Transhumanism in William Gibson’s “the Neuromancer”
English and Literature
Submitted By rayoood
The Neuromancer has a major significance in cyberpunk fiction and is one of the early contributors in making it a mainstream. It also brought on some of its lingo and ideas such as, “cyberspace”. This importance didn’t happen to be as soon as it was published in 1984; however, it took several years to establish its place and popularity. The Neuromancer was unique and different from most science fiction works at the time thus establishing cyberpunk as a legitimate sub-genre. In this book, Gibson graphically describes the lifestyle, values and culture of a post-human society, which it is what this essay tries to explore.
For Humans to become an entity which is very existence is dependent on technology is a scary idea. However, this fear is completely absent in this book. Instead, it is obvious that Gibson’s take on the subject is somewhat favorable to the idea of cooperation between man and machine and it should not be seen as an evil or bad thing. It’s like it was meant for humanity and technology to merge together.
From enhanced reflexes to built-in holographic projectors, the characters in his book have undergone several body enhancements and modifications to give them the edge in this technological future. One example is Molly Millions, a main character, has many modifications and enhancements done to her body making her a walking death 1 machine. One of these modifications is the vision enhancing mirror lenses. Since her eye sockets are sealed with these mirror lenses, her tear ducts are re-routed to her mouth; therefore, on the rare occasion of her crying, she either spits out her tears or she may swallow them. In addition, Molly never lets anyone touch her lenses as they might leave fingerprints which require extra cleaning.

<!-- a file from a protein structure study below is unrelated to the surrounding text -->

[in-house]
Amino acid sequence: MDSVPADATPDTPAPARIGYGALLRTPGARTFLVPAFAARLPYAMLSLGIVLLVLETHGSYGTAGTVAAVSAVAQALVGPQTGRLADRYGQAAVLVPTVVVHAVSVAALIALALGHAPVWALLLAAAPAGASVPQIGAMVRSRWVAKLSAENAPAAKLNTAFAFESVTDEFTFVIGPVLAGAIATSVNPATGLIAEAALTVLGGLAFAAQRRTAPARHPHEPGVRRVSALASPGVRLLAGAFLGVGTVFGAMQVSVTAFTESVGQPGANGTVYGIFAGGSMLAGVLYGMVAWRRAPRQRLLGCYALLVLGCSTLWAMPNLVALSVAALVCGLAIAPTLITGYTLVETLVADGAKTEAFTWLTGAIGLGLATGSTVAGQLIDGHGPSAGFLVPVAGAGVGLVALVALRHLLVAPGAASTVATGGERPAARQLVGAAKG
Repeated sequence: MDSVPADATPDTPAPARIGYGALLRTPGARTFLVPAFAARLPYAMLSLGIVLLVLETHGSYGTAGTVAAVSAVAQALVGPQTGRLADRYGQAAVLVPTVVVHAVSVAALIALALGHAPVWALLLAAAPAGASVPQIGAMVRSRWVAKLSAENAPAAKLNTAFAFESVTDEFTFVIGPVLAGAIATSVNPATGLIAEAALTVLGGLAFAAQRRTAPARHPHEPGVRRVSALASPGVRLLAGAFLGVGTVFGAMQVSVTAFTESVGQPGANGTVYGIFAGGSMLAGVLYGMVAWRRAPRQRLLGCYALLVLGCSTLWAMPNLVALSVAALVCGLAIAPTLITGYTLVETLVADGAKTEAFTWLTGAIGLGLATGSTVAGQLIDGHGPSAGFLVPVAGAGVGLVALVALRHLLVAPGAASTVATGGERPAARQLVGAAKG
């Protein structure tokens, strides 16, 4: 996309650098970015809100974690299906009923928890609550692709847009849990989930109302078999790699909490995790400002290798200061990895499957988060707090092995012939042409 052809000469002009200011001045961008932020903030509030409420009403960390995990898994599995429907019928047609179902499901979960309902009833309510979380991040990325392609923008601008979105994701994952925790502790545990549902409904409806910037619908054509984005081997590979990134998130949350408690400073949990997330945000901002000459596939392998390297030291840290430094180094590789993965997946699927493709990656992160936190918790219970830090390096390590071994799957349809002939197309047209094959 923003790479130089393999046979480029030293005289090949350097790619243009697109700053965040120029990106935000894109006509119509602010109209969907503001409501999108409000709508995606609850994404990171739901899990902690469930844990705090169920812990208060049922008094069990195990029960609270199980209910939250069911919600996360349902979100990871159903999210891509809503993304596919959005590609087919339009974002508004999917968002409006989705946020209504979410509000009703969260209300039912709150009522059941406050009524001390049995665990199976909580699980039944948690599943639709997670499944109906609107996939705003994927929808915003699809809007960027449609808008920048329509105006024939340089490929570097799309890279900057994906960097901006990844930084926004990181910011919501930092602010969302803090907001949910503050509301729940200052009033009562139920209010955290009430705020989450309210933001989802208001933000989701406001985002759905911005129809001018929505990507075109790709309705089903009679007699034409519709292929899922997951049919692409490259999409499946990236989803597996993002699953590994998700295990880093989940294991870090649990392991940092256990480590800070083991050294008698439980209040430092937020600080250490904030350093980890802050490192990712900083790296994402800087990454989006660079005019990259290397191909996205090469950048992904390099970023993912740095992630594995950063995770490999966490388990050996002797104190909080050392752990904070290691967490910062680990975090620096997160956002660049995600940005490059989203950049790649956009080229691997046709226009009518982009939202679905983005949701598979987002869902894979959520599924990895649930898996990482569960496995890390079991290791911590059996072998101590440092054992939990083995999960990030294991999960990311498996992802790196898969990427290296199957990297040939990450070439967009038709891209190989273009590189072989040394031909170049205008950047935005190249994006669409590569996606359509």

These two issues are not the only problems related to her eyes enhancements; moreover, they are part of the reason why she has trouble connecting emotionally to others and forming healthy relationships. This brings up the question of whether these many modifications to her body make her something else other than human or not, since she cannot even normally interact and live with regular human beings. This question also applies to Armitage a.k.a Colonel Willis Corto who had his own personality augmented by an AI after he had gone insane.
On the other hand, there are AIs in the book who think, form relationships and have plans for the future. According to “I think therefore I am”, aren’t these AI’s, such as wintermute and Neuromancer, have the right to be considered sentient beings? These questions are still not answered, however, in book’s universe it appears that augmented humans and AIs are an integral part of society.
Lastly, this book delves into several interesting topics and themes notably, Transhumanism. However, the ideas of being more than human and accepting AIs to be part of society evoke many questions and concerns. To the contrary, these concerns seem to be absent from the world of book as can be noted by the myriad of people with
various enhancements which suit each individual’s place and function in that society. The same goes for AIs who manage many aspects of that society.